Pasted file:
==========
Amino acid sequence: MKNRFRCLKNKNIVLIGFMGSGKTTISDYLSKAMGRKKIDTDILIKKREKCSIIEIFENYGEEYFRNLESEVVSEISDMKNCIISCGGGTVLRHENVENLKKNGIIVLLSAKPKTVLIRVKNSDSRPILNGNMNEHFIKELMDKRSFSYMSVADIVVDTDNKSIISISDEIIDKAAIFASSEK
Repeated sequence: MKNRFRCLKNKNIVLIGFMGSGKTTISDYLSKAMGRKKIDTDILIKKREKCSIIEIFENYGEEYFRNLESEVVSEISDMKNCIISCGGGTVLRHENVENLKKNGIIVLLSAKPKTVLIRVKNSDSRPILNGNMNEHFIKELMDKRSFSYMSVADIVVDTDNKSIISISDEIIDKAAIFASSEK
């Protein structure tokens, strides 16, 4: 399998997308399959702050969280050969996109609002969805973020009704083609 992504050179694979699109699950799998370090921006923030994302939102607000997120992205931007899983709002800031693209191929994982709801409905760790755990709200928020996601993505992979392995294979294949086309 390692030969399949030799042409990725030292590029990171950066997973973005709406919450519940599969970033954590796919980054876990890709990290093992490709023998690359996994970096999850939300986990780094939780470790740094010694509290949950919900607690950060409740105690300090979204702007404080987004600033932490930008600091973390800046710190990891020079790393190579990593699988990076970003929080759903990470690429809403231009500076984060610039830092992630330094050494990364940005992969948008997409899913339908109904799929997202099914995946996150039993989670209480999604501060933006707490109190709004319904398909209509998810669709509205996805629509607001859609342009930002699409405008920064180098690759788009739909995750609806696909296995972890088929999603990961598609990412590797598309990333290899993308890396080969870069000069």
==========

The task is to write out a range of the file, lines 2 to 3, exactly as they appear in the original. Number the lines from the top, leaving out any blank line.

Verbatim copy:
Repeated sequence: MKNRFRCLKNKNIVLIGFMGSGKTTISDYLSKAMGRKKIDTDILIKKREKCSIIEIFENYGEEYFRNLESEVVSEISDMKNCIISCGGGTVLRHENVENLKKNGIIVLLSAKPKTVLIRVKNSDSRPILNGNMNEHFIKELMDKRSFSYMSVADIVVDTDNKSIISISDEIIDKAAIFASSEK
């Protein structure tokens, strides 16, 4: 399998997308399959702050969280050969996109609002969805973020009704083609 992504050179694979699109699950799998370090921006923030994302939102607000997120992205931007899983709002800031693209191929994982709801409905760790755990709200928020996601993505992979392995294979294949086309 390692030969399949030799042409990725030292590029990171950066997973973005709406919450519940599969970033954590796919980054876990890709990290093992490709023998690359996994970096999850939300986990780094939780470790740094010694509290949950919900607690950060409740105690300090979204702007404080987004600033932490930008600091973390800046710190990891020079790393190579990593699988990076970003929080759903990470690429809403231009500076984060610039830092992630330094050494990364940005992969948008997409899913339908109904799929997202099914995946996150039993989670209480999604501060933006707490109190709004319904398909209509998810669709509205996805629509607001859609342009930002699409405008920064180098690759788009739909995750609806696909296995972890088929999603990961598609990412590797598309990333290899993308890396080969870069000069």